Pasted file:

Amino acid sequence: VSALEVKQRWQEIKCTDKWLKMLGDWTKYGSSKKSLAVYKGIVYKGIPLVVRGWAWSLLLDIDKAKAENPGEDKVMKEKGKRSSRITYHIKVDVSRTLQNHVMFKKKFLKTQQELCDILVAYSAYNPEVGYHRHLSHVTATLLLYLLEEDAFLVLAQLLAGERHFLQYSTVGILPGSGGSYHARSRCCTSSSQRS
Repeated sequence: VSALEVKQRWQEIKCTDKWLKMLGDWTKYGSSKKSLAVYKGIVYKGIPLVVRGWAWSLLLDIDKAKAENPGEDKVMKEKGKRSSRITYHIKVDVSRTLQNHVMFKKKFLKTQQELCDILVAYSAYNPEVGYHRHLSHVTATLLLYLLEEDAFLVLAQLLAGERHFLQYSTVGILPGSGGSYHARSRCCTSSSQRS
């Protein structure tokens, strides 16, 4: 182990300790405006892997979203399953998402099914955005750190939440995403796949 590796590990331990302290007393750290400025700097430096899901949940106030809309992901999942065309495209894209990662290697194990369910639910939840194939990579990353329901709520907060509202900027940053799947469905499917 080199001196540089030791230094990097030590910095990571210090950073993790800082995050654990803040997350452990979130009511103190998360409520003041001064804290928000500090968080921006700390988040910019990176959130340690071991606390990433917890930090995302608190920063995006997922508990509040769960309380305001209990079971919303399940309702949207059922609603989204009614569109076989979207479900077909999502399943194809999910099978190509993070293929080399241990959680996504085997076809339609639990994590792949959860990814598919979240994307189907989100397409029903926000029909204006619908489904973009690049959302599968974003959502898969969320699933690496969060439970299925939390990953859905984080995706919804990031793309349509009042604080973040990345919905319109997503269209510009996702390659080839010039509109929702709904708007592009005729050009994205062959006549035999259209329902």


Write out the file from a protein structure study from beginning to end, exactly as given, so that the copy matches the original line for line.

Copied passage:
Amino acid sequence: VSALEVKQRWQEIKCTDKWLKMLGDWTKYGSSKKSLAVYKGIVYKGIPLVVRGWAWSLLLDIDKAKAENPGEDKVMKEKGKRSSRITYHIKVDVSRTLQNHVMFKKKFLKTQQELCDILVAYSAYNPEVGYHRHLSHVTATLLLYLLEEDAFLVLAQLLAGERHFLQYSTVGILPGSGGSYHARSRCCTSSSQRS
Repeated sequence: VSALEVKQRWQEIKCTDKWLKMLGDWTKYGSSKKSLAVYKGIVYKGIPLVVRGWAWSLLLDIDKAKAENPGEDKVMKEKGKRSSRITYHIKVDVSRTLQNHVMFKKKFLKTQQELCDILVAYSAYNPEVGYHRHLSHVTATLLLYLLEEDAFLVLAQLLAGERHFLQYSTVGILPGSGGSYHARSRCCTSSSQRS
């Protein structure tokens, strides 16, 4: 182990300790405006892997979203399953998402099914955005750190939440995403796949 590796590990331990302290007393750290400025700097430096899901949940106030809309992901999942065309495209894209990662290697194990369910639910939840194939990579990353329901709520907060509202900027940053799947469905499917 080199001196540089030791230094990097030590910095990571210090950073993790800082995050654990803040997350452990979130009511103190998360409520003041001064804290928000500090968080921006700390988040910019990176959130340690071991606390990433917890930090995302608190920063995006997922508990509040769960309380305001209990079971919303399940309702949207059922609603989204009614569109076989979207479900077909999502399943194809999910099978190509993070293929080399241990959680996504085997076809339609639990994590792949959860990814598919979240994307189907989100397409029903926000029909204006619908489904973009690049959302599968974003959502898969969320699933690496969060439970299925939390990953859905984080995706919804990031793309349509009042604080973040990345919905319109997503269209510009996702390659080839010039509109929702709904708007592009005729050009994205062959006549035999259209329902």